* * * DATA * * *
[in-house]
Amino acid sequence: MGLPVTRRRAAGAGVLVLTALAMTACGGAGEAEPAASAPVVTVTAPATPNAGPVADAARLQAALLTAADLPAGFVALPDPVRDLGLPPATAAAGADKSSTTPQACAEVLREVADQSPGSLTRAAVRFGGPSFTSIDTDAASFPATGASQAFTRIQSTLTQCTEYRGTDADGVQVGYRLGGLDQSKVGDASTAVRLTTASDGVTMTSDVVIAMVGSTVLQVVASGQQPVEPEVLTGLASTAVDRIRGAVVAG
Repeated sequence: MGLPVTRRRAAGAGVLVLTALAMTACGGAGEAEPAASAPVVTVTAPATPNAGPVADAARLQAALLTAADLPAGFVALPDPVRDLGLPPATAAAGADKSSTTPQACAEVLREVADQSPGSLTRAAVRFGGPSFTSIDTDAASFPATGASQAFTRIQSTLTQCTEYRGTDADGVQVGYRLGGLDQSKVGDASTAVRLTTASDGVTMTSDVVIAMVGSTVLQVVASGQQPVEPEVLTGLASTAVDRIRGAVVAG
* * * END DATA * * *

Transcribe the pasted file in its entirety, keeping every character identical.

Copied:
[in-house]
Amino acid sequence: MGLPVTRRRAAGAGVLVLTALAMTACGGAGEAEPAASAPVVTVTAPATPNAGPVADAARLQAALLTAADLPAGFVALPDPVRDLGLPPATAAAGADKSSTTPQACAEVLREVADQSPGSLTRAAVRFGGPSFTSIDTDAASFPATGASQAFTRIQSTLTQCTEYRGTDADGVQVGYRLGGLDQSKVGDASTAVRLTTASDGVTMTSDVVIAMVGSTVLQVVASGQQPVEPEVLTGLASTAVDRIRGAVVAG
Repeated sequence: MGLPVTRRRAAGAGVLVLTALAMTACGGAGEAEPAASAPVVTVTAPATPNAGPVADAARLQAALLTAADLPAGFVALPDPVRDLGLPPATAAAGADKSSTTPQACAEVLREVADQSPGSLTRAAVRFGGPSFTSIDTDAASFPATGASQAFTRIQSTLTQCTEYRGTDADGVQVGYRLGGLDQSKVGDASTAVRLTTASDGVTMTSDVVIAMVGSTVLQVVASGQQPVEPEVLTGLASTAVDRIRGAVVAG